Spanish tuna canners call for equity

By

Pilar Caride, SeafoodSourcecontributing editor, reporting from Vigo, Spain

Published on
October 14, 2013

More than 300 professionals of the tuna industry attended the VI Worldwide Tuna Conference in Vigo, Spain this month, helping to produce a statement calling for an end to what they called “preferential” treatment by the E.U. for imports from developing countries.

Attendees spent two days discussing the current and future perspectives of the raw material supply, innovation, trends and Illegal, Unreported and Unregulated (IUU) fishing, among other topics. At the end of the conference, attendees produced the conference’s “Worldwide Tuna Industry Statement Vigo 2013.”

The document, among other declarations, demands the E.U. hold imported seafood from developing countries to the strictest standards in the field of food safety and hygiene and sanitary aspects, among others. The document accused the E.U. of “granting advantages for a preferential entry to the European tuna canned market, of products from countries such as Thailand, Vietnam, among others, that are currently negotiating bilateral agreements with the E.U.”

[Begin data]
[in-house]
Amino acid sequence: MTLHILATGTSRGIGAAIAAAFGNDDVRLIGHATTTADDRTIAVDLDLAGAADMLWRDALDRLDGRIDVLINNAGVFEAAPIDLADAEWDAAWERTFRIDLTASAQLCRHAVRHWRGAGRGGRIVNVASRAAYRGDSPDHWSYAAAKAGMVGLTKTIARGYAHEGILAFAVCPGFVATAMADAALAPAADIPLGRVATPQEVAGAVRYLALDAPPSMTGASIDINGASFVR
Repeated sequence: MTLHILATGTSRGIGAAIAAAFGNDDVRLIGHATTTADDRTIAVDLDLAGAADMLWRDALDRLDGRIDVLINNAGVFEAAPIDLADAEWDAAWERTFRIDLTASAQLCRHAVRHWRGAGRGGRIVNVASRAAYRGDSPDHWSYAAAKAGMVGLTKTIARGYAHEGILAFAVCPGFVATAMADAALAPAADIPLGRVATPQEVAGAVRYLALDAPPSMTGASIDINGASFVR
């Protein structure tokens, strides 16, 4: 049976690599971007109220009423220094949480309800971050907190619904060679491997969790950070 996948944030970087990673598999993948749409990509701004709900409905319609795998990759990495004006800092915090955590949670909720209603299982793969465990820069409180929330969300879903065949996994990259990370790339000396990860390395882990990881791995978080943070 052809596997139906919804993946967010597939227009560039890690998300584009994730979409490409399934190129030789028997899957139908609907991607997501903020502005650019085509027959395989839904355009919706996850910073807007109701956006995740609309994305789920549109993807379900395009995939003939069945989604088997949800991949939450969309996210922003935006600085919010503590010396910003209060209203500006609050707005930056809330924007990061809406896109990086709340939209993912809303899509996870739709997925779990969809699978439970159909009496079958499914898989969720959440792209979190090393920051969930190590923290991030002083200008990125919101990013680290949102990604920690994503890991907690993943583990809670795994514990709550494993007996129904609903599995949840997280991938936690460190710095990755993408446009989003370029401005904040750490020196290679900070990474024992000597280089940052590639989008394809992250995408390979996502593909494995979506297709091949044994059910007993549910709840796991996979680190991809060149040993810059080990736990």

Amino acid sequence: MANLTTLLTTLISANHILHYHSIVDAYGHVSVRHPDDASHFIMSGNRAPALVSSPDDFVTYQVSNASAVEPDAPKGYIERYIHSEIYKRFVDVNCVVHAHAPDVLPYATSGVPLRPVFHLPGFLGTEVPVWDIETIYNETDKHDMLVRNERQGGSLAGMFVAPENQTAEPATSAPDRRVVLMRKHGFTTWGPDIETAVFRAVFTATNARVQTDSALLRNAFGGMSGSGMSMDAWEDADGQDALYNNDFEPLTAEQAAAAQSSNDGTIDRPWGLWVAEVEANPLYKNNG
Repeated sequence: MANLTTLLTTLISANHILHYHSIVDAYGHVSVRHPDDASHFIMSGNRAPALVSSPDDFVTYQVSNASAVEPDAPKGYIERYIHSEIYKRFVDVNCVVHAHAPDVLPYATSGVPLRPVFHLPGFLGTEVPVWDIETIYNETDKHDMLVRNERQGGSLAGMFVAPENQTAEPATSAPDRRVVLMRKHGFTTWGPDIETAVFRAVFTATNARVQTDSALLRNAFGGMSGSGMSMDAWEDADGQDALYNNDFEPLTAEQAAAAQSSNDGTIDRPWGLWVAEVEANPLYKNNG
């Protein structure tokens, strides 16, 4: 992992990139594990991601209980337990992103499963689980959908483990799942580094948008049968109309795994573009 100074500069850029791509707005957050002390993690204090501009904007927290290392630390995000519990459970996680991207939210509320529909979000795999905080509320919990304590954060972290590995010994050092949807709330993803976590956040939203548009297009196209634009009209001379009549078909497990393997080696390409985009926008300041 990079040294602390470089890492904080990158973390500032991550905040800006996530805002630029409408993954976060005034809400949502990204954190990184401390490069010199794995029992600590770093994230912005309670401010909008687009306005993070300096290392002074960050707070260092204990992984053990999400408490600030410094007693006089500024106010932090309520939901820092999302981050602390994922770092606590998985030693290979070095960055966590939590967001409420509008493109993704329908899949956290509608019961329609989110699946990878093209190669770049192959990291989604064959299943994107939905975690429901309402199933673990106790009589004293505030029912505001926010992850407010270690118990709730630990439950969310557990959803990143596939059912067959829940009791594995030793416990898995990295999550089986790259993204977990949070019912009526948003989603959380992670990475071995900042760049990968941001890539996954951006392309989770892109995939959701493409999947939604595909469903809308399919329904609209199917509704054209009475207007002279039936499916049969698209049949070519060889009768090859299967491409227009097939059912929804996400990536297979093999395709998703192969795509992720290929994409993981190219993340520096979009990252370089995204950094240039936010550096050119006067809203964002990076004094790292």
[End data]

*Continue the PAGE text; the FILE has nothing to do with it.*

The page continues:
With this statement the processing tuna sector aims to “avoid the consequences that such situation could generate, with negative effects on both jobs and economic activity in the E.U. and in countries with E.U. investments.”

The General Secretary of Fishing from the Spanish Ministry of Agriculture, Food and Environment, Carlos Domínguez, also talked about this topic at the conference. He warned about the unfair competition of some ports within the E.U., caused by poorly-enforced regulations. He also called for more involvement from the E.U. “It’s necessary to have a greater E.U. involvement so that all Member States carry out the same level of control,” Domínguez said. 

As Domínguez explained, Spain is currently the second largest producer of tuna products in the world, representing 14 percent of worldwide production. Thailand is the world’s largest producer, while the United States ranks as third.

In terms of exports, Spain is also the second in the world and is a world leader in the production of tuna products within the E.U., accounting for 67 percent of total production.

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